The cause of most aircraft accidents is not mechanical failures or malfunctioning equipment—it’s humans. Pilots can be their own worst enemies, but awareness of common hazardous behaviors can help reduce accidents.
A Volpe team that investigated and promoted life-saving truck side guards in partnership with Boston, New York, Cambridge, and San Francisco won a national 2016 Federal Laboratory Consortium Excellence in Technology Transfer award.
The March 2016 edition of Safety Science highlights the results of Volpe’s independent evaluation of a two-year pilot initiative sponsored by the Federal Railroad Administration.
Edited by Volpe’s Dr. Stephen Popkin, a new book by the Human Factors and Ergonomics Society provides policy makers, practitioners, and researchers with real-world, practical guidance for addressing worker fatigue and transportation safety.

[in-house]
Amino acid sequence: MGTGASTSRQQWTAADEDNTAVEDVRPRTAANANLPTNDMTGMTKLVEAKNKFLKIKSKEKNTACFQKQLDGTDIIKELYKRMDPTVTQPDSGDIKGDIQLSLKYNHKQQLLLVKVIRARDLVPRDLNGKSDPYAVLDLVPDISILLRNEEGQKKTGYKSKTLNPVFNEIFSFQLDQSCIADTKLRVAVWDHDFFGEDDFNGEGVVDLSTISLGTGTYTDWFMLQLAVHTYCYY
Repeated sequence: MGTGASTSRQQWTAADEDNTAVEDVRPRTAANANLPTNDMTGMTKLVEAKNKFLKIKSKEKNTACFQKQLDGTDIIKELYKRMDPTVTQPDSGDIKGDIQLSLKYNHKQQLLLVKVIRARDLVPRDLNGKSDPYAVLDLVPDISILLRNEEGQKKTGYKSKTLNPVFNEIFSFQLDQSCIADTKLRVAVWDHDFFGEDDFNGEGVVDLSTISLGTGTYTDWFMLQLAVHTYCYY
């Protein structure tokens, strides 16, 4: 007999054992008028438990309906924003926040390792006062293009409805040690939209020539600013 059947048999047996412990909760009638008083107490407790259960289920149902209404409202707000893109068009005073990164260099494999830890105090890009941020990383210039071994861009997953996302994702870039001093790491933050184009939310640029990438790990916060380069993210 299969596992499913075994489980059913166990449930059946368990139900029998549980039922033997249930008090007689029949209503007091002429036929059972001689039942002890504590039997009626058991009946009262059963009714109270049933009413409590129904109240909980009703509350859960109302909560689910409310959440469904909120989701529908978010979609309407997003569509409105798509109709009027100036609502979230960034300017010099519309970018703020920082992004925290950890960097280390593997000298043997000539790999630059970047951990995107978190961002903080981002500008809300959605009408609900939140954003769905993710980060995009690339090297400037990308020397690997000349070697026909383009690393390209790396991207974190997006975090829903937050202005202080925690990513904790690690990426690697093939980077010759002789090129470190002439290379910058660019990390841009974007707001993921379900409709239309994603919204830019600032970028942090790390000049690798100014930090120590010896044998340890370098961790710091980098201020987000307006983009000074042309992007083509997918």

The Federal Aviation Administration has an army of more than 6,000 inspectors and safety professionals who evaluate facilities and equipment, assess air carrier operations, and make sure that air crews are certified and trained. For more than three decades, FAA has used inspection models and...
A recent analysis has shown that the Federal Railroad Administration's (FRA) Confidential Close Call Reporting System (C3RS) program has made significant improvements in both safety and safety culture since its introduction in 2007, including a 31 percent decrease in derailments.
The DOT Safety Council is leading a transformative shift in DOT's safety culture by breaking down organizational silos and leveraging best safety practices throughout the department by instituting cross-modal safety discussion and action.
When the Federal Railroad Administration (FRA) realized in 2004 that safety in rail had plateaued, they embarked on an effort to improve safety culture, and thus improve overall rail safety.